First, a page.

December 2016 Monthly Briefing
ECONOMY: Entering a New Year
Edward H. Boss Jr., Chief Economist
Even as GDP figures for the third quarter were revised upward, fourth quarter estimates are forecast at half that pace. When combined with a sluggish first half of the year, for only the second time since 2010, growth in 2016 will come in below 2.0%. Even so, as the year came to an end, the pace of activity appeared to pick up the pace. Last minute shopping helped retailers rack up bigger holiday sales. According to the research firm, Customer Growth Partners, November and December sales are on a path to be up an estimated 4.9%, the biggest year-over-year growth since the recession. The Conference Board’s Index of Consumer Confidence rose to its highest level in 15 years in December and the stock market rose to a new high, up 8% following the election. Similar improvement had been shown by the University of Michigan’s Consumer Sentiment Index which in December was at its highest point since the beginning of 2007.
As we enter 2017, whether or not the improved pace of economic activity is maintained, slows, or speeds up will depend on how the various factors behind current activity evolve. Proposed corporate and personal tax cuts, the reflow of corporate funds held abroad, and reduced regulation auger well for improved economic activity. At the same time, large proposed increases in infrastructure and military spending and tightening labor markets are expected to put upward pressure on prices. As fiscal policy takes over from total dependence on monetary policy, interest rates are likely to rise as well as a further strengthening in the U.S. dollar that could provide some restraints. Of course the major factor that may decide the state of the economy in the New Year may well depend on events both inside and outside the country in an increasingly dangerous world.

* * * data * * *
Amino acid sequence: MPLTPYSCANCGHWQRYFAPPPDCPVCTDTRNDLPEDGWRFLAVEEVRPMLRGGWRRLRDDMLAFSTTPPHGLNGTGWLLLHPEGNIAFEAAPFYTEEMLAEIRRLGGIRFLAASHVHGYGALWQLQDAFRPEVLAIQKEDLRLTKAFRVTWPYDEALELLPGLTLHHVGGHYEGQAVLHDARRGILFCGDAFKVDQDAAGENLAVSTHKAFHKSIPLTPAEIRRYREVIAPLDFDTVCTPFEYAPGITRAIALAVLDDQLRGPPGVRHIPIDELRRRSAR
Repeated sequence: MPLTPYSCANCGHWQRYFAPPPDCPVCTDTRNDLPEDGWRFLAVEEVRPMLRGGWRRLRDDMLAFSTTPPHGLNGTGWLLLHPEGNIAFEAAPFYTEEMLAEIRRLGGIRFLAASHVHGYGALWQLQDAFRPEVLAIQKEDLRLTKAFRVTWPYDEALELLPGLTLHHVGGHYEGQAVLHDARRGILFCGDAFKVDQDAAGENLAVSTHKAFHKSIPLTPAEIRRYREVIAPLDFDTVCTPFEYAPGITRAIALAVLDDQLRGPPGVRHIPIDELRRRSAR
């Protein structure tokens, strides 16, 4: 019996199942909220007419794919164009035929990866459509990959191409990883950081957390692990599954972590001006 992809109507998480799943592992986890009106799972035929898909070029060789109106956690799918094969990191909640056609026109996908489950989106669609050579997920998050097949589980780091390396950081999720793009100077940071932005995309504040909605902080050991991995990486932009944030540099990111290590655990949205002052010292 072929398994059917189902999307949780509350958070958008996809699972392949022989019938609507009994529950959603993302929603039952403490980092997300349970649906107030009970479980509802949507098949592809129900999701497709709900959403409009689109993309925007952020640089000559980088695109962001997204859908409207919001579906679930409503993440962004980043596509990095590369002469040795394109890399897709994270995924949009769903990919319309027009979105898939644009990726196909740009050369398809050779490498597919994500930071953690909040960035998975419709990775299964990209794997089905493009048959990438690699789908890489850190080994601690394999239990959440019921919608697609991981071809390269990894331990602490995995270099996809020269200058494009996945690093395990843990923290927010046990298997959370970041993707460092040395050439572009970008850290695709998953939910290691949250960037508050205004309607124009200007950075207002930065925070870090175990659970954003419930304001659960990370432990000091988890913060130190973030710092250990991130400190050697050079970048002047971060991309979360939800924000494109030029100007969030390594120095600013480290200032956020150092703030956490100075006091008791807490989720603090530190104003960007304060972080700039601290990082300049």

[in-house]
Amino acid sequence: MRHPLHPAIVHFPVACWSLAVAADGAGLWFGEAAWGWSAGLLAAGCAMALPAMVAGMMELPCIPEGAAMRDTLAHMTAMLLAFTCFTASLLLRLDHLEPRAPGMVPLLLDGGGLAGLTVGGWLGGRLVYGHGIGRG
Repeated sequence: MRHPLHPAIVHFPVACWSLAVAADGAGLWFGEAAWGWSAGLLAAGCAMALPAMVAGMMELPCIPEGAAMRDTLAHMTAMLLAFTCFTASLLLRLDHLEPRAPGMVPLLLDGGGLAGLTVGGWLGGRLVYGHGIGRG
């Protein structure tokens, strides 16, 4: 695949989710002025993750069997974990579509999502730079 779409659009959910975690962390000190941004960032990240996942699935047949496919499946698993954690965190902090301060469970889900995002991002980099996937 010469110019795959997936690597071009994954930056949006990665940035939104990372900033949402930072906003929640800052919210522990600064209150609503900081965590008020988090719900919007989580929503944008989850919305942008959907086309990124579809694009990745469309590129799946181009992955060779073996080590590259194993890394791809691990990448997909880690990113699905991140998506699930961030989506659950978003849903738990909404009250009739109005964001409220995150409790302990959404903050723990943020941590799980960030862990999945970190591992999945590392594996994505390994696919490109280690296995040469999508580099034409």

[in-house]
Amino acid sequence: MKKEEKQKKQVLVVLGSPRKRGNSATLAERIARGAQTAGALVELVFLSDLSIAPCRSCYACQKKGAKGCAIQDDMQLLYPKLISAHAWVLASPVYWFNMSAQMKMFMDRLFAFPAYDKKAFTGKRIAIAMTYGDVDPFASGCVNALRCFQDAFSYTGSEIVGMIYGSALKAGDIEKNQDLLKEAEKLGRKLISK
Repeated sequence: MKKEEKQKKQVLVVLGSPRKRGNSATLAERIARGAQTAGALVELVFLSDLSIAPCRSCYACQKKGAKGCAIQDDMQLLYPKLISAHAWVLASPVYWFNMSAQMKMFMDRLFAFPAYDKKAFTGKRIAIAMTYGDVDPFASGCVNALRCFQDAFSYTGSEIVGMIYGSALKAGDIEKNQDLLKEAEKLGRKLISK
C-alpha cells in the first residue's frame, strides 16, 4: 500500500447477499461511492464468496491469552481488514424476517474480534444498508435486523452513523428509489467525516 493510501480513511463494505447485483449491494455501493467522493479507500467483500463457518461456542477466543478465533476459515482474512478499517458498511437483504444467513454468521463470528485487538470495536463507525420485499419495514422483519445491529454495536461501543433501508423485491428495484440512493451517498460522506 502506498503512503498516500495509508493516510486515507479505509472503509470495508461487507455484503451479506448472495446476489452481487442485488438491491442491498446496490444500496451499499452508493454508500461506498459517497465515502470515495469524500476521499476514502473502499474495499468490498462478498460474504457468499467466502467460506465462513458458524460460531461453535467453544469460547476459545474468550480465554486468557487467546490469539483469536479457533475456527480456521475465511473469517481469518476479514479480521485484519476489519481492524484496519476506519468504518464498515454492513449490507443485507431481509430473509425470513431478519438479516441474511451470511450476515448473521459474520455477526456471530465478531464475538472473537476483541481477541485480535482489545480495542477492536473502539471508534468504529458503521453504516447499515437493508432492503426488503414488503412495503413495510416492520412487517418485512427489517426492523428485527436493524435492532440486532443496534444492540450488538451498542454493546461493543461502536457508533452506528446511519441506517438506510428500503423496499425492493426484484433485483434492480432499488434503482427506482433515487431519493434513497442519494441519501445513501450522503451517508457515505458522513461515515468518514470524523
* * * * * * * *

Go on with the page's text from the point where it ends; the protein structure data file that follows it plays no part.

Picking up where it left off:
REVENUE: December Revenues Drop With First Half Performance Reminiscent of Past Recessionary Levels
Jim Muschinske, Revenue Manager
Overall base revenues fell $257 million in December. Troubling weakness in income tax receipts coupled with continued dismal federal source reimbursements were responsible for the bulk of the decline.
With half of the fiscal year completed, base receipts are off $865 million, or 6.1%. Readers of the last several briefings likely have noticed growing concern with each successive month’s disappointing revenue performance. Embedded within the overall falloff of 6.1%--of which a large part is due to a drop of $290 million or 22.4% in federal sources—is the combined drop of 4.5% from the “Big Three” [gross personal, gross corporate, and sales]. While that percentage falloff may slightly overstate the decline due to timing aspects still related to the income tax rate phase down, perhaps most unsettling is that the last time the Big Three experienced a combined decline during the first half of a fiscal year [absent tax rate changes] was during the recessionary years impacting FY 2009 and FY 2010, when performance was -0.9% and -10.4%, respectively. That is not to say we are in recession, as most economic measures would indicate otherwise, but rather gives context to what only can be described as troubling revenue performance thus far in FY 2017.
To summarize, to date the State has experienced across the board revenue weakness. The most closely economically-tied major sources are experiencing levels of weakness not seen since the last recession. This poor receipt performance has limited the ability to direct more resources to reimbursable spending and as a result, federal source receipts have also suffered. That being said, economic conditions as measured by most conventional indices would reflect weakness, but not at recessionary levels. In addition, non-wage income from strong stock market performance in 2016 could translate into more positive performance in final payments. Additionally, as the Commission has indicated in earlier briefings, the DoR’s ledger conversion has altered historical receipt patterns, likely contributing to some of the year to date declines experienced thus far. As we near the end of the first year’s impact of that accounting conversion, the potential exists for a return to less volatile monthly swings, which up until now, has trended toward the negative.